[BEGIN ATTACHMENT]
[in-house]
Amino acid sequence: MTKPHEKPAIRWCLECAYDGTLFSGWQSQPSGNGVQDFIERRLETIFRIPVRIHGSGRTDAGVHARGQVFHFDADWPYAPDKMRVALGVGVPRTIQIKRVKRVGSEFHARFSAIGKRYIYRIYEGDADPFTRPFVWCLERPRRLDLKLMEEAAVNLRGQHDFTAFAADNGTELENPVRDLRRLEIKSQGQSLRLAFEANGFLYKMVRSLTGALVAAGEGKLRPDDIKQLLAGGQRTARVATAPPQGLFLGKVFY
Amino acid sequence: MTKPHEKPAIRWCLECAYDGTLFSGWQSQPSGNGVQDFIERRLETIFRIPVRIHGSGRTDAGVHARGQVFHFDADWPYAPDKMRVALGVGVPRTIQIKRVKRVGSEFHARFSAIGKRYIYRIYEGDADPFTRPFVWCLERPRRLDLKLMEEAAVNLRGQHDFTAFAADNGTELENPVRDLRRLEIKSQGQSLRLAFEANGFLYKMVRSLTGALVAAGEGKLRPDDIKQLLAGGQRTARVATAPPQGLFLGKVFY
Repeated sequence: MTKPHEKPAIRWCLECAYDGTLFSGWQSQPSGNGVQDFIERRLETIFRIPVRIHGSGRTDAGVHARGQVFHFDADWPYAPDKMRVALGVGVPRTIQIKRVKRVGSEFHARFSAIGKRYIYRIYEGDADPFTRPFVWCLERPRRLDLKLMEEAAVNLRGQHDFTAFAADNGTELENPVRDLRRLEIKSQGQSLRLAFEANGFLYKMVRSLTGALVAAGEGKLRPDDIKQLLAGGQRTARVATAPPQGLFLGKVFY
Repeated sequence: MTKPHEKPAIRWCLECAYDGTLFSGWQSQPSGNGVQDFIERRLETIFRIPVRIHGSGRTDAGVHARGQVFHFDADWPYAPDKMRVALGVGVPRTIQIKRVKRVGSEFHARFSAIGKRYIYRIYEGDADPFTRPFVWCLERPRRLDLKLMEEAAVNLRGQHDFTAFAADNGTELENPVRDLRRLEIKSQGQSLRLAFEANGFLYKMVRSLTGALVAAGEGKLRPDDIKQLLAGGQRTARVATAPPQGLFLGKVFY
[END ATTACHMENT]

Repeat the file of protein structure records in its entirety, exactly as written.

[in-house]
Amino acid sequence: MTKPHEKPAIRWCLECAYDGTLFSGWQSQPSGNGVQDFIERRLETIFRIPVRIHGSGRTDAGVHARGQVFHFDADWPYAPDKMRVALGVGVPRTIQIKRVKRVGSEFHARFSAIGKRYIYRIYEGDADPFTRPFVWCLERPRRLDLKLMEEAAVNLRGQHDFTAFAADNGTELENPVRDLRRLEIKSQGQSLRLAFEANGFLYKMVRSLTGALVAAGEGKLRPDDIKQLLAGGQRTARVATAPPQGLFLGKVFY
Amino acid sequence: MTKPHEKPAIRWCLECAYDGTLFSGWQSQPSGNGVQDFIERRLETIFRIPVRIHGSGRTDAGVHARGQVFHFDADWPYAPDKMRVALGVGVPRTIQIKRVKRVGSEFHARFSAIGKRYIYRIYEGDADPFTRPFVWCLERPRRLDLKLMEEAAVNLRGQHDFTAFAADNGTELENPVRDLRRLEIKSQGQSLRLAFEANGFLYKMVRSLTGALVAAGEGKLRPDDIKQLLAGGQRTARVATAPPQGLFLGKVFY
Repeated sequence: MTKPHEKPAIRWCLECAYDGTLFSGWQSQPSGNGVQDFIERRLETIFRIPVRIHGSGRTDAGVHARGQVFHFDADWPYAPDKMRVALGVGVPRTIQIKRVKRVGSEFHARFSAIGKRYIYRIYEGDADPFTRPFVWCLERPRRLDLKLMEEAAVNLRGQHDFTAFAADNGTELENPVRDLRRLEIKSQGQSLRLAFEANGFLYKMVRSLTGALVAAGEGKLRPDDIKQLLAGGQRTARVATAPPQGLFLGKVFY
Repeated sequence: MTKPHEKPAIRWCLECAYDGTLFSGWQSQPSGNGVQDFIERRLETIFRIPVRIHGSGRTDAGVHARGQVFHFDADWPYAPDKMRVALGVGVPRTIQIKRVKRVGSEFHARFSAIGKRYIYRIYEGDADPFTRPFVWCLERPRRLDLKLMEEAAVNLRGQHDFTAFAADNGTELENPVRDLRRLEIKSQGQSLRLAFEANGFLYKMVRSLTGALVAAGEGKLRPDDIKQLLAGGQRTARVATAPPQGLFLGKVFY